ChallengeAZ 2017—A Bangle Dictionary | P for Pennsylvania

Pennsylvania has been a major gateway for German immigrants during the 18th century. Adam Bangle and his wife Marie Davis (and probably their son John as well) arrived in Philadelphia in the fall of 1764 aboard the Jennefer to start a new life. For the most part, an immigrant would be indentured upon his arrival in order to pay for the trip. We know that about ten months later, the family was settled along the Mohawk River. Interestingly enough, John Bangle, who fought in the Revolutionary War for New York, also appears on a muster roll for Pennsylvania in 1777.

The Bangle Files


The 2017 Challenge A to Z is proposed to the French community of bloggers by Sophie Boudarel of La Gazette des ancêtres

Travel 2017—Day 0 | The Aviator’s Daughter

My father was not an aviator but rather an air mechanic still I must confess that whenever I am on a flight and literally scared to death during take-off, I am without fail thinking of him and saying to myself: what a pity for an aviator’s daughter…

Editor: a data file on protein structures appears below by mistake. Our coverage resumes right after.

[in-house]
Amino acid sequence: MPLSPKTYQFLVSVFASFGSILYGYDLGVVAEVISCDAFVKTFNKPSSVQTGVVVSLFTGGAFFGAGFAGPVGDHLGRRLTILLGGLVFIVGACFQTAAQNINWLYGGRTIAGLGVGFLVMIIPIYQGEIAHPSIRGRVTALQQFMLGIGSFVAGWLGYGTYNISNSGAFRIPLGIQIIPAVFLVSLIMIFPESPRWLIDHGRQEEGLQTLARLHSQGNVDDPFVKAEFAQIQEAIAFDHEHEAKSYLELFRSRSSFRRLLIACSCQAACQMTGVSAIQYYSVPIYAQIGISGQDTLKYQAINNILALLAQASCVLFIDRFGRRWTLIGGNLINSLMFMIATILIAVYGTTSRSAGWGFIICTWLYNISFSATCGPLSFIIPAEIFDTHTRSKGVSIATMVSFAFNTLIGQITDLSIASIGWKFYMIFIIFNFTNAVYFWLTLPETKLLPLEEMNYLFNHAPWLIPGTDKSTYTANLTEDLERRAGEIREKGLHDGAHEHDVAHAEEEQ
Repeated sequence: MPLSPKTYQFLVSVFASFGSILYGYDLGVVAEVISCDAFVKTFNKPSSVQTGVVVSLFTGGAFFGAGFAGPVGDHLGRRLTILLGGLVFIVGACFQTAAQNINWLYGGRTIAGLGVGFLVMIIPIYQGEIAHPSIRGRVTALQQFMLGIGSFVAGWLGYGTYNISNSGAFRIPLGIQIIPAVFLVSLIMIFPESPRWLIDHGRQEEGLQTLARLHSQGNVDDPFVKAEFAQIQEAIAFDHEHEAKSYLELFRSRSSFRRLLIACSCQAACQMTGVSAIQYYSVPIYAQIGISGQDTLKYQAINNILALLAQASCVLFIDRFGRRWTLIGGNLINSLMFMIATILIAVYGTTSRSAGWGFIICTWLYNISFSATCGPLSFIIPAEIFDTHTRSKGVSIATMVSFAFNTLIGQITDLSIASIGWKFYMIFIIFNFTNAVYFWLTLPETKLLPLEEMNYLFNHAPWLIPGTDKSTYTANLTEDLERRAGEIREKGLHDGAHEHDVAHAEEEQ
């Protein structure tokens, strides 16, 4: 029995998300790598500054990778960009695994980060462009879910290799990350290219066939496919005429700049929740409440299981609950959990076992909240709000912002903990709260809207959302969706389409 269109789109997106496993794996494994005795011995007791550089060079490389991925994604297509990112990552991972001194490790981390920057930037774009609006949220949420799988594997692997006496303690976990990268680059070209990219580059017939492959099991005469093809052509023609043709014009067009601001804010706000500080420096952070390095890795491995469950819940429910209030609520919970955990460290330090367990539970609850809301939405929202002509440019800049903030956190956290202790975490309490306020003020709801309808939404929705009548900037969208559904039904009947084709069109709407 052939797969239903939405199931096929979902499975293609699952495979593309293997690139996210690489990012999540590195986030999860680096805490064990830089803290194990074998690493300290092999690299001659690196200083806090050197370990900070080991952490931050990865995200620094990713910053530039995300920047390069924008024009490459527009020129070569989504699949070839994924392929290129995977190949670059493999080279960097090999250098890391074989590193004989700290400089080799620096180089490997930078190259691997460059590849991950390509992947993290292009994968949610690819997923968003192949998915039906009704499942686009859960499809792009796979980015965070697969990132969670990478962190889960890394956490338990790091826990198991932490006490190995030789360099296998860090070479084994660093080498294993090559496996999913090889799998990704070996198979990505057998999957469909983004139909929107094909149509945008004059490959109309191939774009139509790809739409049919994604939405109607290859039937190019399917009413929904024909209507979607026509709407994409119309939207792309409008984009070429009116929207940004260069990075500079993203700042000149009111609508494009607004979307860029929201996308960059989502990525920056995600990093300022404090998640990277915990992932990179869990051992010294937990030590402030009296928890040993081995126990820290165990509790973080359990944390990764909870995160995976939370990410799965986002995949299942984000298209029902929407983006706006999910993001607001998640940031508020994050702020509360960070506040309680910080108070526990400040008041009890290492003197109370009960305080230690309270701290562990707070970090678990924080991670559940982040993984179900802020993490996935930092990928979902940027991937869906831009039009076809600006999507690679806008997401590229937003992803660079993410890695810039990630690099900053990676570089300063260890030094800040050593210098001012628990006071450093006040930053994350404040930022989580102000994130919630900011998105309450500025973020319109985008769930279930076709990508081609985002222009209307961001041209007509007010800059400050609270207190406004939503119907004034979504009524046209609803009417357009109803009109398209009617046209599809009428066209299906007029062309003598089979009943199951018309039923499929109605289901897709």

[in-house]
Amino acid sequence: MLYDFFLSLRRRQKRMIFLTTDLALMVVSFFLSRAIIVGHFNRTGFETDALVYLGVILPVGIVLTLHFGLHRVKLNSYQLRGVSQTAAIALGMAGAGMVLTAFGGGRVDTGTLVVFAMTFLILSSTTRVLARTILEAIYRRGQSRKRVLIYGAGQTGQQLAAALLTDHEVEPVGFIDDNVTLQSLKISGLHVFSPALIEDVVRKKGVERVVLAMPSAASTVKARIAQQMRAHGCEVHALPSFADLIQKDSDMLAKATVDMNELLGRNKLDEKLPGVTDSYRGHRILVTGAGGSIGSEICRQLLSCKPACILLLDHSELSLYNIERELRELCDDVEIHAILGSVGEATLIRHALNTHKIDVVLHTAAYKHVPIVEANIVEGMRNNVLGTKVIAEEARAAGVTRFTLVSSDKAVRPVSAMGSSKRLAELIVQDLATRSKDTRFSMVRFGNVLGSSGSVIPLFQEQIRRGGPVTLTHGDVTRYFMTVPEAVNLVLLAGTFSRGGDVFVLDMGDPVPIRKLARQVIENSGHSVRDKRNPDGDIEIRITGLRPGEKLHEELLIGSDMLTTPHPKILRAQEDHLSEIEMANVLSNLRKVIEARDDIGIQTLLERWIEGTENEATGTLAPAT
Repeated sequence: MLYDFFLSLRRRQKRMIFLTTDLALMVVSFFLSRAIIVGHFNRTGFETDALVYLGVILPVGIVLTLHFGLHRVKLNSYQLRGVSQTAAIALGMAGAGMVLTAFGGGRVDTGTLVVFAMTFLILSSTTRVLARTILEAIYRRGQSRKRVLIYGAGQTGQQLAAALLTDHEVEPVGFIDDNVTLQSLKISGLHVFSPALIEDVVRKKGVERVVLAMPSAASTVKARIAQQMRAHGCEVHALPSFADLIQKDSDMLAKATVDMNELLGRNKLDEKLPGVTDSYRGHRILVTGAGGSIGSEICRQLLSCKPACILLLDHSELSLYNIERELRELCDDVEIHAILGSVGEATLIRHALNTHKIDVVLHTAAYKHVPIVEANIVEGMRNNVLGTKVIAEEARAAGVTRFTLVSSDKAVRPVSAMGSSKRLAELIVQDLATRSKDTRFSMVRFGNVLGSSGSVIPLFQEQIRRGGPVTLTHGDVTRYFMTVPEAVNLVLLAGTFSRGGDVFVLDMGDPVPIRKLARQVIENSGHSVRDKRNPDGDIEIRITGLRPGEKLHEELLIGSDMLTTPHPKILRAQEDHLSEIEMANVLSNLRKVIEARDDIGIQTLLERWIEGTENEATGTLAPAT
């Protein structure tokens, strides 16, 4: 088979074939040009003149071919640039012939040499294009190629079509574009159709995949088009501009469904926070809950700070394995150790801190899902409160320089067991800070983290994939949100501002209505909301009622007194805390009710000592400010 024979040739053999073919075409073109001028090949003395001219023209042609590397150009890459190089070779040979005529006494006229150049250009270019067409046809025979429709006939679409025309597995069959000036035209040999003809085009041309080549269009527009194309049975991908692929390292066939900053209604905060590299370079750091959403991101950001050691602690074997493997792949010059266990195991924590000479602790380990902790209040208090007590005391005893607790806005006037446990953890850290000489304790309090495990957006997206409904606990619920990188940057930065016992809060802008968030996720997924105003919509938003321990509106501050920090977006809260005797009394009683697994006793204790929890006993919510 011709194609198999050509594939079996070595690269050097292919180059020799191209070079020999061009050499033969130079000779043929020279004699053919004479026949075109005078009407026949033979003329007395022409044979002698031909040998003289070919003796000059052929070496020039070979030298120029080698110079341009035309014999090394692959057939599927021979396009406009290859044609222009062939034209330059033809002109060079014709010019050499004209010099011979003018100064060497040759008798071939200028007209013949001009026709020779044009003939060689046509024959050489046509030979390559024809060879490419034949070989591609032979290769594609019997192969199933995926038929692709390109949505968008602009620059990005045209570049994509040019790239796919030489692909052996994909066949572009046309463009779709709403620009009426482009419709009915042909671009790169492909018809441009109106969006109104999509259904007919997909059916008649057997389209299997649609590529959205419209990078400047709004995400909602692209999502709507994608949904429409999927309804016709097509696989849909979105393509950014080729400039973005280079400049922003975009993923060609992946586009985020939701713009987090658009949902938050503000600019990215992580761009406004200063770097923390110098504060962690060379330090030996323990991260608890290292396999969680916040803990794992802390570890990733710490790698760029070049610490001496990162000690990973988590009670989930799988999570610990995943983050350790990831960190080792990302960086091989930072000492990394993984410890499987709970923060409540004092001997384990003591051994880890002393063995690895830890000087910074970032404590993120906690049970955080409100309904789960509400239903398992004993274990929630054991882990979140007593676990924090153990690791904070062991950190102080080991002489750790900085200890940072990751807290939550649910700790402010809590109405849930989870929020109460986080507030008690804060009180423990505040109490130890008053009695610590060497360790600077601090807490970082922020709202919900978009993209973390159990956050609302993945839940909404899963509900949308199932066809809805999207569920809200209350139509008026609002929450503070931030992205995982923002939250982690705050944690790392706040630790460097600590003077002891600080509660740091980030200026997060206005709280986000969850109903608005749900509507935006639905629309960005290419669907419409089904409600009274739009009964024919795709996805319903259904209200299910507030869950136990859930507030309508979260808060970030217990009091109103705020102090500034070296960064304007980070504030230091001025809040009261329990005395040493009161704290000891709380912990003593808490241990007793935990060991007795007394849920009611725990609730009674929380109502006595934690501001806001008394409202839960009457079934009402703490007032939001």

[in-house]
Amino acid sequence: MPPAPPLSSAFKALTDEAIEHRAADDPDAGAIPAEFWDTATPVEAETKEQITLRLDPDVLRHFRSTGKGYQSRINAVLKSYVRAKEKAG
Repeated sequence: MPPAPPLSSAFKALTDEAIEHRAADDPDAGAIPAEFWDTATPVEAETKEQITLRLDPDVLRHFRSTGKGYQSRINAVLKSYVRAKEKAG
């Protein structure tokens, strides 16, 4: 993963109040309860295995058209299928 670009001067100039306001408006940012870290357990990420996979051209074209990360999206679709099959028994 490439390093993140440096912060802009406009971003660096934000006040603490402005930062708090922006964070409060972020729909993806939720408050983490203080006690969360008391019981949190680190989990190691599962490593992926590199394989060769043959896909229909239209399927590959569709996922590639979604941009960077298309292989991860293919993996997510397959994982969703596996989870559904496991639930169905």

I rarely spent moments alone with my father. And to be honest, he was no chatterbox. But still, we were very much alike: both avid readers, curious about everything, loving history and travels. I believe he would have enjoyed my genealogy stories. There is one thing I will always regret though: not having made a trip with him once I became an adult.

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ChallengeAZ 2017—A Bangle Dictionary | O for Ontario

Before ending up in Terrebonne around 1786, and after joining the King’s Royal Regiment of New York as loyalists during the course of the Revolutionary War, in 1784, the Bangles settled in a military camp located along the Saint Lawrence River, in Charlottenburgh, Glengarry County, Ontario, which is one-hour drive from Montréal today. We have the proof that Adam (wife Marie and daughter Catherine) as well as sons William, Henry and Peter were present in this camp. We know that Peter Bangle died in Montréal in 1790 but we have no evidence up to now as to Henry’s fate.

The Bangle Files


The 2017 Challenge A to Z is proposed to the French community of bloggers by Sophie Boudarel of La Gazette des ancêtres

ChallengeAZ 2017—A Bangle Dictionary | N for Notary